The Importance of Down Syndrome Phenocopies in the Newborns in Tertiary Obstetric Hospital


  • Elizabeta Zisovska Department of Neonatology, University Clinic for Gynecology and Obstetrics, Faculty of Medicine, Skopje
  • Bratica Lazovska Cytogenetic Laboratory, University Clinic for Gynecology and Obstetrics, Faculty of Medicine, Skopje



dysmorphia, phenocopy, minor anomaly, newborn, Down syndrome.


Background: A phenotype is the composite of the observable characteristics, and in some cases it is not representative for identification of recognized genetic structure.

Aim: The aims of the study were to present the incidence and clinical features of dismorphia in newborn children, and to investigate the prevalence of phenocopies among them.

Material and Methods: Newborns born at the University Clinic for Gynecology & Obstetrics, having at least 3 minor anomalies (mm) specific for Down syndrome were investigated. Patients’ histories, observation, cytogenetic analysis of peripheral blood samples were analysed.

Results: Among 17835 liveborns during 5 years’ period, 128 were detected having at least 3 mm, calculated incidence of dysmorphia 0.83% (1:139). Cytogenetic analysis was not performed in 3.1% (4/128) due to immediate death or transfers elsewhere, 30.5% (39/128) were confirmed Down syndrome. Cytogenetic analysis showed trisomy 21 in 97.4%; Robertsonian translocation had one newborn (2.6%); normal cytogenetic structure had 66.4% (85/128) of the newborns.

Conclusons: Other studies didn’t highlight the proportion of phenocopies of Down syndrome in unselected population of newborns, mainly investigating sick children, disabled, or older-aged. As more the critical role of phenocopy emerges, the more the initial difficulty in detecting gene-gene interactions is amplified. Neglecting the possible presence of phenocopies in complex traits, heavily affects the analysis of their genetic data.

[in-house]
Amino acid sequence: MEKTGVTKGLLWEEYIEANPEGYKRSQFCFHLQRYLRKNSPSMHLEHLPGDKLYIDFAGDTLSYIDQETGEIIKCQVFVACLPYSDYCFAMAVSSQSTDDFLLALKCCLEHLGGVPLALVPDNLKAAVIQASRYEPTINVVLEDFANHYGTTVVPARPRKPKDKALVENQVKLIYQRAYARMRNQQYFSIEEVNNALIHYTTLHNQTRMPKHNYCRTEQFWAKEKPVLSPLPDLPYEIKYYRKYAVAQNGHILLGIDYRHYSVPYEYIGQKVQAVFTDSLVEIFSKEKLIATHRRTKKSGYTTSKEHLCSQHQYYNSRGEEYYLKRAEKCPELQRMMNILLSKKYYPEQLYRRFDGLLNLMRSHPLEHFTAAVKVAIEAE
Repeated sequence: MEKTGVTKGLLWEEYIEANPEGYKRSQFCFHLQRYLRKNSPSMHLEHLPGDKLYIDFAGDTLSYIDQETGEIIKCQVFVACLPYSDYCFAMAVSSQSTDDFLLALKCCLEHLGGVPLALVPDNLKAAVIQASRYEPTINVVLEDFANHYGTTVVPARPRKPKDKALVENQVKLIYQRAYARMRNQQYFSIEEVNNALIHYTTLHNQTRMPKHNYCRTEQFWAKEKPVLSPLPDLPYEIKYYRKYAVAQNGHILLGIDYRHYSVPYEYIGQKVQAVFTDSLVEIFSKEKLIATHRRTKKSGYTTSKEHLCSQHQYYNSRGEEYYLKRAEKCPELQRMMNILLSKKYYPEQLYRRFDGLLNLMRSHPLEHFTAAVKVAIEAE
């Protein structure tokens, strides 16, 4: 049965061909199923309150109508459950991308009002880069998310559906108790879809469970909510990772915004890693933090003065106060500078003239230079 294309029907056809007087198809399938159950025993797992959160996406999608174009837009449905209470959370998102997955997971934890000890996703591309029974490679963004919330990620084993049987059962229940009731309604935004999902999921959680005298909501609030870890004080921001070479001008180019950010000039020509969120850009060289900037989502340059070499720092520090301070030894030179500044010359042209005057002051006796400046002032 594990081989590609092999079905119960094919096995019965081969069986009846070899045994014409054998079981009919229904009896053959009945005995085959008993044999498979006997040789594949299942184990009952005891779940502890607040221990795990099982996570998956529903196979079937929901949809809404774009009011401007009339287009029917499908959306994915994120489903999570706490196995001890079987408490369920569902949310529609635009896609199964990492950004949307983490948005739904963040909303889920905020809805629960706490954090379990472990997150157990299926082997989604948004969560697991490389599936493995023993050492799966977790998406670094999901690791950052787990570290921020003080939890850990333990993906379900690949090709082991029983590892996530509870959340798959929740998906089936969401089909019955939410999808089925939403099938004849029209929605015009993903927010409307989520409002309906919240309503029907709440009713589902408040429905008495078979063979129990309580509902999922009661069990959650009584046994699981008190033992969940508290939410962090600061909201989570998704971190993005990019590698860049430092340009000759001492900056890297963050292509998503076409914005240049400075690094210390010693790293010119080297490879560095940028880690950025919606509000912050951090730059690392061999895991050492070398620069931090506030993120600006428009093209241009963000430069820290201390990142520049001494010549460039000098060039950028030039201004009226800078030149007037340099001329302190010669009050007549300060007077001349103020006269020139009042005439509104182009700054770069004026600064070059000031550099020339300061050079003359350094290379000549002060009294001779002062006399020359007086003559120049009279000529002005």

Download data is not yet available.


Metrics Loading ...


Jablonka E. Current Biology: Transgenerational epigenetic inheritance: prevalence, mechanisms, and implications for the study of heredity and evolution The Quarterly Review of Biology. 2009;84(2): 131-176.

Edwards AW. Human genetic diversity: Lewontin's fallacy. Bio Essays 2003; 25 (8): 798–39 801.

Roll-Hansen, Nils. Sources of Wilhelm Johannsen's Genotype Theory. Journal of the History of Biology. 2009; 42 (3): 457–93.

Lewontin R. The Genotype/Phenotype Distinction, The Stanford Encyclopedia of Philosophy (Summer 2011 Edition), Edward N. Zalta (ed.), URL

Widukund L. Springer-Werlag Humangenetik. 1970; 9:227-229. accessed 2013-08-18.

Landauer W. On phenocopies, their developmental physiology and genetic meaning. American naturalist. 1958; 92(865): 210-215.

Relethford JH. Apportionment of global human genetic diversity based on craniometrics and skin color. Am J Phys Anthropol. 2002; 118 (4): 393–8.

Nachtomy O, et al. Gene expression and the concept of the phenotype. Studies in History and Philosophy of Biological and Biomedical Science. 2007; 38 (1): 238–54.

Jones K. Smith's Recognizable Patterns of Human Malformation. Vol. 4th. WB Saunders Co.: Philadelphia, 1988.

Sumanović-Glamuzina D, Bozić T, Brkić V, Robović A, Saraga-Karacić V. Minor malformations: neonatal or anthropological story? Coll Antropol. 2009; 33(Suppl 2):31-5.

McAdams H, Arkin A. Stochastic Mechanisms in Gene Expression. Proceedings of 10 the National Academy of Sciences, U.S.A., 1997; 94: 814–819.

Levy S, Sutton G, Ng PC, Feuk L, Halpern AL, et al. The Diploid Genome Sequence of an Individual Human. PLoS Biol. 2007; 5 (10): e254.

Aase J. Diagnostic Dysmorphology; Plenum, New York, 1990.